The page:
How Much Purchasing Power Do You Have?

Are you considering investing in the American Dream? Great idea! You may even have your eye on a certain home that is currently on the market for sale. Let me reassure you that buying a home is a great move for many reasons. But before you get too far you need to make sure you qualify for a mortgage, unless you are going to be paying cash! But how much can you qualify for? Before making an offer on a home you will want to know how much purchasing power you bring to the table.

In this write-up I will show you how lenders will determine your potential purchasing power by using a set of debt-to-income (DTI) ratios that will tell them your pre-approved max loan amount. The DTI lender guidelines were put into place by financial institutions for most common types of mortgages and are geared toward protecting the lender’s overall risk. (You will also need a credit score of at least a 580 to qualify for most mortgage programs. Max DTI’s are for those with better credit & assets.)

The benefits of home ownership are abundant, from stability and wealth growth to responsibility and pride of ownership. Knowing how much you can afford will help you decide if buying in today’s market makes financial sense for you today or if you should wait.

There are two (2) types of DTI ratios that lenders will use to determine your max loan amount. Both DTI ratios use your monthly gross income amount. These two (2) types of DTI’s are called back-end and front-end DTI ratios.

The back-end DTI ratio tells the lender what your max amount of debt payments can be each month. (Typical monthly debt payments might include: car payments, credit card payments, student debt payments, and your new home payment combined.) The front-end DTI ratio tells the lender how much your max home loan payment can be each month. (Your current monthly debt payments will lower your possible monthly payment for a home, which in turn lowers your max loan amount. Paying off debt will increase your max loan amount.)

Now that we know what DTI ratios are, and how important they are in determining your max loan amount, let’s go over the numbers the lender will use to determine your purchasing power.

The first thing that needs to be done is to take your gross yearly income and divide that number by 12. That is your gross monthly income amount. Based on FHA type financing guidelines your back-end DTI can be no more than 43%-56% of your gross monthly income, depending on certain contributing factors. If you use Conventional type financing, you may be able to use up to 45%-50% of your gross monthly income(Should you use FHA or Conventional financing? The answer will depend on many factors that we can discuss at another time if you’d like.)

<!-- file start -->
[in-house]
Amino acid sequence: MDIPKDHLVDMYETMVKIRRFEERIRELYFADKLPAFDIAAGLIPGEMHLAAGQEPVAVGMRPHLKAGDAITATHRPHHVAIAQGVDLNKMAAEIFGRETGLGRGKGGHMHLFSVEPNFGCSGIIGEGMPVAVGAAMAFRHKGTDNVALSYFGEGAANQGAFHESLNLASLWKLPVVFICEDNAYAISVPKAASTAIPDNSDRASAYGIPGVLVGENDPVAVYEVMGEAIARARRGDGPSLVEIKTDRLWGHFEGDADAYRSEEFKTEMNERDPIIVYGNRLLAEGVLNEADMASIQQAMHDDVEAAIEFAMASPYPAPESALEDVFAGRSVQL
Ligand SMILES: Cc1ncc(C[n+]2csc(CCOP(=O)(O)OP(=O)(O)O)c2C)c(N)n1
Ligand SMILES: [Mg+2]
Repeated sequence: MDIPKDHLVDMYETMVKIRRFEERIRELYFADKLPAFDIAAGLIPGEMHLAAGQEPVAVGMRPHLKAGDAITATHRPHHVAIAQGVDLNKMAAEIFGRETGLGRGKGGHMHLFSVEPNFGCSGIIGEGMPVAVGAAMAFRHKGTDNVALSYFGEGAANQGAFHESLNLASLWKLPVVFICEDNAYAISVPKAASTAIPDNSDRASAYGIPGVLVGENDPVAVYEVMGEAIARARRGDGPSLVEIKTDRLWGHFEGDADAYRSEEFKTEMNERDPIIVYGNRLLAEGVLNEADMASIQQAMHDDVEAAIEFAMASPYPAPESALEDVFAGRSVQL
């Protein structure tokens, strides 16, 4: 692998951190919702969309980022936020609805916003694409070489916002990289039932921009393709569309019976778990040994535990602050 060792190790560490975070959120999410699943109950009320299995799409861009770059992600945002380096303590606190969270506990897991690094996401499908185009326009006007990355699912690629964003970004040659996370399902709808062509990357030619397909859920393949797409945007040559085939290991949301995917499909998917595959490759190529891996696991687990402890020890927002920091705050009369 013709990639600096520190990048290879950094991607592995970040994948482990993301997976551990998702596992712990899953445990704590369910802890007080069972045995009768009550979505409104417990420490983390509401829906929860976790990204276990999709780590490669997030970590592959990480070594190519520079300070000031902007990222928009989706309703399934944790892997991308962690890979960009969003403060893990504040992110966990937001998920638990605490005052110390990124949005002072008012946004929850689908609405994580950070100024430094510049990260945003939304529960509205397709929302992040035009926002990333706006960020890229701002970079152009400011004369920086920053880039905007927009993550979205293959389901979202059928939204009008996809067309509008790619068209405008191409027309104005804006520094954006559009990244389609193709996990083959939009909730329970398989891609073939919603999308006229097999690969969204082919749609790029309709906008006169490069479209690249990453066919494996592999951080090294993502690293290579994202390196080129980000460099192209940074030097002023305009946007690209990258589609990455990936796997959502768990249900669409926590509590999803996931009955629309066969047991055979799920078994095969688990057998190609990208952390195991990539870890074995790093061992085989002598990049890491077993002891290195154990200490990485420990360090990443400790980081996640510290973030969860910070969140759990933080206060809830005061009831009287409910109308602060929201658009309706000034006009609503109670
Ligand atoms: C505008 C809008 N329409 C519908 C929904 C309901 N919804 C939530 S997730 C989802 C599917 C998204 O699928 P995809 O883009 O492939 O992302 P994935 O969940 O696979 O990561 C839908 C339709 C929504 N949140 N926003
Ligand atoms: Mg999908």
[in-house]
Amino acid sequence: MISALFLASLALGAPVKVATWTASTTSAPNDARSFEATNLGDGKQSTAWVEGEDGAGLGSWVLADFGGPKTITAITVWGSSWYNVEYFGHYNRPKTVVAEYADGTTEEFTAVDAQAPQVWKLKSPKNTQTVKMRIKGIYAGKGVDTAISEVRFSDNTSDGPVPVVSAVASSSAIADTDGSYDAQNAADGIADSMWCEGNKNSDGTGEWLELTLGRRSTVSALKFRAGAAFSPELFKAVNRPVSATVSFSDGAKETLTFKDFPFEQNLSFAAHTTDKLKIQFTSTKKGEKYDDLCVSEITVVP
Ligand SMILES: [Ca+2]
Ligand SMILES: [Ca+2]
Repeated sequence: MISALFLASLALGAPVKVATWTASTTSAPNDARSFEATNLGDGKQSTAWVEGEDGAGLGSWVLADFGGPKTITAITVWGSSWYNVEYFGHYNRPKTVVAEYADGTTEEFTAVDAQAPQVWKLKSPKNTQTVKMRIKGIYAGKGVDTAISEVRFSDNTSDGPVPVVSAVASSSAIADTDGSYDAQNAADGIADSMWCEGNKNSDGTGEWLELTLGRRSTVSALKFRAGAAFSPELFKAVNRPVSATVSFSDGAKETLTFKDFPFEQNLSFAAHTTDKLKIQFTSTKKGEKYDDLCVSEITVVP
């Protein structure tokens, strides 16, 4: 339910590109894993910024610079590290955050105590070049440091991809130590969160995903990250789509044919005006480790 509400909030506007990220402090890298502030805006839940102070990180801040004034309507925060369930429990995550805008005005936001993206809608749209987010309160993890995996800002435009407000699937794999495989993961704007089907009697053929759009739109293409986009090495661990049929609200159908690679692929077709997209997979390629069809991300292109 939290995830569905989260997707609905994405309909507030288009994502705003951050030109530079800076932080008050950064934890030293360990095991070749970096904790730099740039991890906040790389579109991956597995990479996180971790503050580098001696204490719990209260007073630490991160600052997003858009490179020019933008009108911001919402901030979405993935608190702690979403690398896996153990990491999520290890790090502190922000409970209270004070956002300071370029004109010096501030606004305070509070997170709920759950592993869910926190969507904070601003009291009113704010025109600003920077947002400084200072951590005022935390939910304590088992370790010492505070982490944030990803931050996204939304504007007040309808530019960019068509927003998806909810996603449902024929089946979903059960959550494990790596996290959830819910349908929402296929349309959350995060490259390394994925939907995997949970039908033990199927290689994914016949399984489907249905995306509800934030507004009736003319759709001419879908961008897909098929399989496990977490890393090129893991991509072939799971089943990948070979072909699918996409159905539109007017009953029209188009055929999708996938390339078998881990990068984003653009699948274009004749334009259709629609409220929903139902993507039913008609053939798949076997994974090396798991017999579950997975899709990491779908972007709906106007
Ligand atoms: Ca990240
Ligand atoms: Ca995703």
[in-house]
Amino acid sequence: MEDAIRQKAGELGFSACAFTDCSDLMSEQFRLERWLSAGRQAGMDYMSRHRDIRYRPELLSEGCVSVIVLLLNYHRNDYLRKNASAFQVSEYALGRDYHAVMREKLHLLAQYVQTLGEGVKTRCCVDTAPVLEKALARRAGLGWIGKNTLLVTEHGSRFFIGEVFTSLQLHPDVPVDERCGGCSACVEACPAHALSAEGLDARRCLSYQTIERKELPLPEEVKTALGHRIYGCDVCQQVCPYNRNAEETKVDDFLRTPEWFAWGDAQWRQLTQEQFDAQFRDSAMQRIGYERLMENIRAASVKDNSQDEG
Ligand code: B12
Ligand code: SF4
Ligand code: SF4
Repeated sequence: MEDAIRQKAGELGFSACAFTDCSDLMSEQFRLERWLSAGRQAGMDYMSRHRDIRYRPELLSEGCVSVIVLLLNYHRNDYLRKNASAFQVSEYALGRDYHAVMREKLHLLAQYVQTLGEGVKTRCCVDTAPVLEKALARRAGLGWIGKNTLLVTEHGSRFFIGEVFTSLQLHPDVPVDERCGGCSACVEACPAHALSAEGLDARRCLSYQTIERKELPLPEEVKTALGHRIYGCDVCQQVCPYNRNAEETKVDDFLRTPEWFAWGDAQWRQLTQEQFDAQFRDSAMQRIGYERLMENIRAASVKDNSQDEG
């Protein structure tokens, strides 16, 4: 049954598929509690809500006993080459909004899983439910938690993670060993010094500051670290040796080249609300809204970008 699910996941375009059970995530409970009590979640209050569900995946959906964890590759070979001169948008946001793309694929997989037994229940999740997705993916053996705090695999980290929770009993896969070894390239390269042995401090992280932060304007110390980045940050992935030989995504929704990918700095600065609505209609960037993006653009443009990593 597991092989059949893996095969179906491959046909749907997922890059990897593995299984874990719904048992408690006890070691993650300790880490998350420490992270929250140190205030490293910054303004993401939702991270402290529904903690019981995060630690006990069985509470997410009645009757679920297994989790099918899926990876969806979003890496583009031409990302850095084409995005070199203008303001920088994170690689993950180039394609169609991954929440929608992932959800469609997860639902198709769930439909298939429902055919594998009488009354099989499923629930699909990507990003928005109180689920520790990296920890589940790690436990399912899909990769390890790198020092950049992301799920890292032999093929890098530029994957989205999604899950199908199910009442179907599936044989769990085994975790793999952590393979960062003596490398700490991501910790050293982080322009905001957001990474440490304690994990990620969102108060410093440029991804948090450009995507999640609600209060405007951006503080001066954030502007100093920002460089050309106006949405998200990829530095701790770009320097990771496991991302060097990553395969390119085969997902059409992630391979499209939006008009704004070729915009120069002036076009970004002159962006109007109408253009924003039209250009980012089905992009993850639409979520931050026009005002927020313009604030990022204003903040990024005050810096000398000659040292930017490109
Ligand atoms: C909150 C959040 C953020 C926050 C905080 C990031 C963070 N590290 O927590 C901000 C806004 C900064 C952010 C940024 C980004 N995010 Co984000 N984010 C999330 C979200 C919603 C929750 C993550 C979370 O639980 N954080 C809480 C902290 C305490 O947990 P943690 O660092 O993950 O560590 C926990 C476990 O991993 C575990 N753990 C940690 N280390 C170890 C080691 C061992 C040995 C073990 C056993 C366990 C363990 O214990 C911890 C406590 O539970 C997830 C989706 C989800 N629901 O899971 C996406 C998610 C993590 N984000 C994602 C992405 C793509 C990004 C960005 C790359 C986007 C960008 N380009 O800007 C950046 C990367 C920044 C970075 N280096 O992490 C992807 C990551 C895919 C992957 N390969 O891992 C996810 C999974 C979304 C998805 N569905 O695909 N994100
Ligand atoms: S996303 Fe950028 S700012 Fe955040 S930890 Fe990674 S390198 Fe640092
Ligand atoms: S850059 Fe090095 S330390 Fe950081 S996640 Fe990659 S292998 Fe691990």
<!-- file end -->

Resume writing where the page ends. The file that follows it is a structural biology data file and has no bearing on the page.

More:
After figuring your back-end DTI ratio the lender will make sure your monthly mortgage payment is not exceeding the front-end DTI ratio guidelines. Some lenders want to see your front-end DTI ratio up to 31%, but many will allow you to go up as much as 43%+ for FHA and Conventional type financing.

OK, so let’s say the home you have your eye on is listed for $275,000 and you make $75,000 a year. (If you are buying with a spouse or significant other, you can add their gross annual wages to yoursYou will also need to add their monthly debt payments.) When dividing $75K by 12 that gives you a gross monthly income amount of $6,250.00.

Using that gross monthly income amount, and say you use FHA type financing (3.5% minimum down payment required), you can have a back-end DTI amount between $2,687.50 – $3,500 (43%-56% max debt payments per month), and a front-end DTI amount between $1,937.50 -$2,687.50(31%-43% max home payment per month).

If you have current monthly debt payment’s you would now subtract those from the back-end DTI amount above… or you can wait to see what your estimated monthly payment will be and add the payments to that. For the purpose of this example let’s assume there are no other monthly debt payment’s to worry about.

Now that we know what your max front-end and back-end DTI’s can be, we can go to and use their Mortgage Calculator. We then plug in a purchase price of $275,000, plug in the down payment amount of3.5% or $9,625 for FHA type financing, use the default interest rate (4.88%today) and then hit calculate. That gave us an estimated monthly payment, for your principal and interest, of $1,405.19. Now you still need to add your monthly homeowners insurance amount, your monthly real estate tax amount, and because we are using FHA you will have to add in your monthly mortgage insurance amount to get your final monthly home payment.

For the sake of argument let’s say the taxes are $2500 a year, your insurance is $1,500 a year and your PMI is $188 a month. That adds an additional $520 to your monthly principal and interest payment, for a grand total of $1,925.19 per month.

Great news! You WOULD qualify for a purchase price of $275,000 based on your DTI ratios if you made $75,000 a year.

Ok, so now you know what debt-to-income ratios are, and how they affect how big of a mortgage you can qualify for.

Are you ready to get pre-approved? It will cost you absolutely nothing to confirm your purchasing power. The lender will also need to verify your income and confirm your credit score is over 580. I’d say it is pretty much smooth sailing after that, but I must be honest. Buying a home may be one of the most stressful life events you will encounter. If you have a good Realtor® they will help reduce the stress level by looking out for your best interests.

If you are considering buying a home let’s talk about how much purchasing power you have. Call Alex to discuss further at 941-822-1519.


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